Old Fungi and his pit

Up until the 1960’s when Mile Cross began to grow in a north-westerly direction, this area; now a play park well-known amongst the Mile Cross kids (and former kids) for its really, really, really long slide (it seemed huge as a child) – was known locally as ‘Fungi’s pit’.MXfungi

As far as I can work out ‘Old Fungi’ was a Pig Farmer of sorts named ‘Mr Prentice’ who owned most of a long and thin strip of land running along this side of Boundary Road. I’ve heard all sorts of interesting stories about this mystery fellow (not all of them nice) from some of the older locals I’ve spoken to over the years – but – unfortunately I can’t find anything written down about him that can help me back any of it up. If anybody can recall this mystery fellow and help me to fill in some of the gaps (more pit-like than gaps – see what I did there? Taxi!), I’d love to hear from you. My email address can be found in the contacts section.

What isn’t in doubt is the fact that this area was a small farm and this part was a pit. A bit of map work shows that this area began its life as a sand, chalk, brick or gravel pit and can be traced back as far back as the late 1800’s. Quite a few of these pits can be found dotted around this part of Hellesdon all consumed as Norwich started to bulge over it’s own waistline and into the surrounding fields. In time the pit slowly evolved from a just a pit with a puddle into an increasingly-growing pond, up until the 1960’s when it was filled in to build this park and (if my memory serves me right) a cinder BMX track. The rest of the pig farm was taken over by those odd-looking, flat-roofed houses that started to appear all over the Norwich estates during the 1960’s. One can only assume that old Fungi got bored of chasing the local kids off his land and either sold up or shuffled off this mortal coil.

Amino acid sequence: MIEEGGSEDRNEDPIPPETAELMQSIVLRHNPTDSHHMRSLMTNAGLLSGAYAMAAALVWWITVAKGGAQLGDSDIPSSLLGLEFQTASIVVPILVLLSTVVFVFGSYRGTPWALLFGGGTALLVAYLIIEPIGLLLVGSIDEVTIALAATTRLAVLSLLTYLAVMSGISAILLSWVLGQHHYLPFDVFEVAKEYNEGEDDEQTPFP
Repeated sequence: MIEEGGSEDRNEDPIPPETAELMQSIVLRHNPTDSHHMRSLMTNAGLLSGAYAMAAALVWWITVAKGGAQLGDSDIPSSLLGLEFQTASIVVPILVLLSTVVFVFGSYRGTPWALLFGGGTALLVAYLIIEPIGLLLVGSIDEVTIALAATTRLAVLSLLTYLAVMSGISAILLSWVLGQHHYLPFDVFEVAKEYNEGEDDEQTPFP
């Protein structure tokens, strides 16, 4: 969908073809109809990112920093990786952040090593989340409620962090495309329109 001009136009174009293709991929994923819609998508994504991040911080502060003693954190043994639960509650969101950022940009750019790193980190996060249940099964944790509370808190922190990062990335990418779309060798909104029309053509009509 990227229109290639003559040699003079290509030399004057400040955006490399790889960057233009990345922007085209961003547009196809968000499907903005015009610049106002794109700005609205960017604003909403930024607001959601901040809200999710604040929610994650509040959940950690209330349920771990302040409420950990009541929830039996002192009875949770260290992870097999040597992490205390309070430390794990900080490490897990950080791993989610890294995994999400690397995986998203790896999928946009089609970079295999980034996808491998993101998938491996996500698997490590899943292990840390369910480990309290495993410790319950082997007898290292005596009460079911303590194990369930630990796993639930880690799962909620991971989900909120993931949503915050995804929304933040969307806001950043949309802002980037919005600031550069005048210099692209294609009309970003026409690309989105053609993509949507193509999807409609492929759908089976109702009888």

The pit can still be made out in the topography of the park, the deepest part of which would have been where the sandy play area now sits to the right of center of my photo.

Thanks for reading,

Stu

26 thoughts on “Old Fungi and his pit

  1. there never was a cycle speedway track on site of Fungi’s pit . Cycle speedway track was in the area where the towers now stand..I helped to buid it.

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      1. Hi Mile Cross Man, really enjoy your articles and please keep them coming. As for Fungi’s Farm, some of it was taken over during the last war to facilitate a fire station which in turn was used by Thelson’s oil company after the duration.

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      2. Yes, it was located at the end of the last pre-war council house on Boundary Road as you travel up the hill to Asda. Hope this helps.
        Ray

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  2. I can remember Fungi with a white horse and cart. One day on Aylsham Road near. Bird’s bakery, the horse took to running wild. He was finally able to get it under control. Scared the life out of me. I was under age 12 I’m sure.

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    1. Old Fungi and his pit eh, one of my old childhood playgrounds back in the late 40’s early 50’s. Still have painful memories of falling out of an elderberry tree which bordered the pit and landing in a nettle bed. Shameful I know but we used to nick his rhubarb sticks and eat them at the back of the Boundary Road greyhound stadium car park-another favourite playground-which was the other side of Boundary Road opposite Fungi’s pit.

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      1. Reference keeps being made about “Old Fungi”, I haven’t seen his surname quoted which was ‘Prentice’.

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  3. Can’t remember any garages there Stew. I left Mile Cross in 1958 to join the RAF and at that time very few people in the area could afford a car.

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    1. I’m sure you’re right Dennis but I can’t recall it. If you mean the McDonalds on Boundary Road all I can remember is a field between the Whiffler and the old greyhound stadium. Used to play football on that field on many a Saturday morning.